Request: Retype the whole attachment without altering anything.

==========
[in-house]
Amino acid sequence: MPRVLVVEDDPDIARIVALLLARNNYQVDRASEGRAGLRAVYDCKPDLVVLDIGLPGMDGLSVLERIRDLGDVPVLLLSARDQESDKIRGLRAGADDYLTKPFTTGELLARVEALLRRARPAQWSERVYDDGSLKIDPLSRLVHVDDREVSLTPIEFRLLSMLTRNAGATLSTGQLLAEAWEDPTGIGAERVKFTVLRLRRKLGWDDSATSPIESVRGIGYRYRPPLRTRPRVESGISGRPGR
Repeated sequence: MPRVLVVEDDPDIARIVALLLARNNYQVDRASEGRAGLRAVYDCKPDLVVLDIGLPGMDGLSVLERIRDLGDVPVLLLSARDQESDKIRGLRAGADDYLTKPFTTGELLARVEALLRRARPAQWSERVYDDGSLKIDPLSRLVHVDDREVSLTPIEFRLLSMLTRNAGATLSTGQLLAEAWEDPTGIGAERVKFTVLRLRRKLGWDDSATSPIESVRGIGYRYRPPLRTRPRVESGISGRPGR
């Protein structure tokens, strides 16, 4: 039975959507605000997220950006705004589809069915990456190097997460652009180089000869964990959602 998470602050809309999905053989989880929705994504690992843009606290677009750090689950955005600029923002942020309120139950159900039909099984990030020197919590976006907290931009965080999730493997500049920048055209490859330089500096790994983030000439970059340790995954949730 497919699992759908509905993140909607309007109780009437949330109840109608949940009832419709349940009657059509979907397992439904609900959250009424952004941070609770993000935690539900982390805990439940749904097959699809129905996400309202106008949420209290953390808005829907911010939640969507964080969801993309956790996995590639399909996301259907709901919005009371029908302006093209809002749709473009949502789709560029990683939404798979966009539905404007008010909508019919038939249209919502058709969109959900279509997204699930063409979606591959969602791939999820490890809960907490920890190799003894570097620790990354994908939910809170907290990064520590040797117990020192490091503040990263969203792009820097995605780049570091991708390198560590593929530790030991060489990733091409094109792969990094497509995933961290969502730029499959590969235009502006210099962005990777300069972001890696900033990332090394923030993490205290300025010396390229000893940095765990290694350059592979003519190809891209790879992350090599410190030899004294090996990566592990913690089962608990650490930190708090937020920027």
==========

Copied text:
[in-house]
Amino acid sequence: MPRVLVVEDDPDIARIVALLLARNNYQVDRASEGRAGLRAVYDCKPDLVVLDIGLPGMDGLSVLERIRDLGDVPVLLLSARDQESDKIRGLRAGADDYLTKPFTTGELLARVEALLRRARPAQWSERVYDDGSLKIDPLSRLVHVDDREVSLTPIEFRLLSMLTRNAGATLSTGQLLAEAWEDPTGIGAERVKFTVLRLRRKLGWDDSATSPIESVRGIGYRYRPPLRTRPRVESGISGRPGR
Repeated sequence: MPRVLVVEDDPDIARIVALLLARNNYQVDRASEGRAGLRAVYDCKPDLVVLDIGLPGMDGLSVLERIRDLGDVPVLLLSARDQESDKIRGLRAGADDYLTKPFTTGELLARVEALLRRARPAQWSERVYDDGSLKIDPLSRLVHVDDREVSLTPIEFRLLSMLTRNAGATLSTGQLLAEAWEDPTGIGAERVKFTVLRLRRKLGWDDSATSPIESVRGIGYRYRPPLRTRPRVESGISGRPGR
């Protein structure tokens, strides 16, 4: 039975959507605000997220950006705004589809069915990456190097997460652009180089000869964990959602 998470602050809309999905053989989880929705994504690992843009606290677009750090689950955005600029923002942020309120139950159900039909099984990030020197919590976006907290931009965080999730493997500049920048055209490859330089500096790994983030000439970059340790995954949730 497919699992759908509905993140909607309007109780009437949330109840109608949940009832419709349940009657059509979907397992439904609900959250009424952004941070609770993000935690539900982390805990439940749904097959699809129905996400309202106008949420209290953390808005829907911010939640969507964080969801993309956790996995590639399909996301259907709901919005009371029908302006093209809002749709473009949502789709560029990683939404798979966009539905404007008010909508019919038939249209919502058709969109959900279509997204699930063409979606591959969602791939999820490890809960907490920890190799003894570097620790990354994908939910809170907290990064520590040797117990020192490091503040990263969203792009820097995605780049570091991708390198560590593929530790030991060489990733091409094109792969990094497509995933961290969502730029499959590969235009502006210099962005990777300069972001890696900033990332090394923030993490205290300025010396390229000893940095765990290694350059592979003519190809891209790879992350090599410190030899004294090996990566592990913690089962608990650490930190708090937020920027």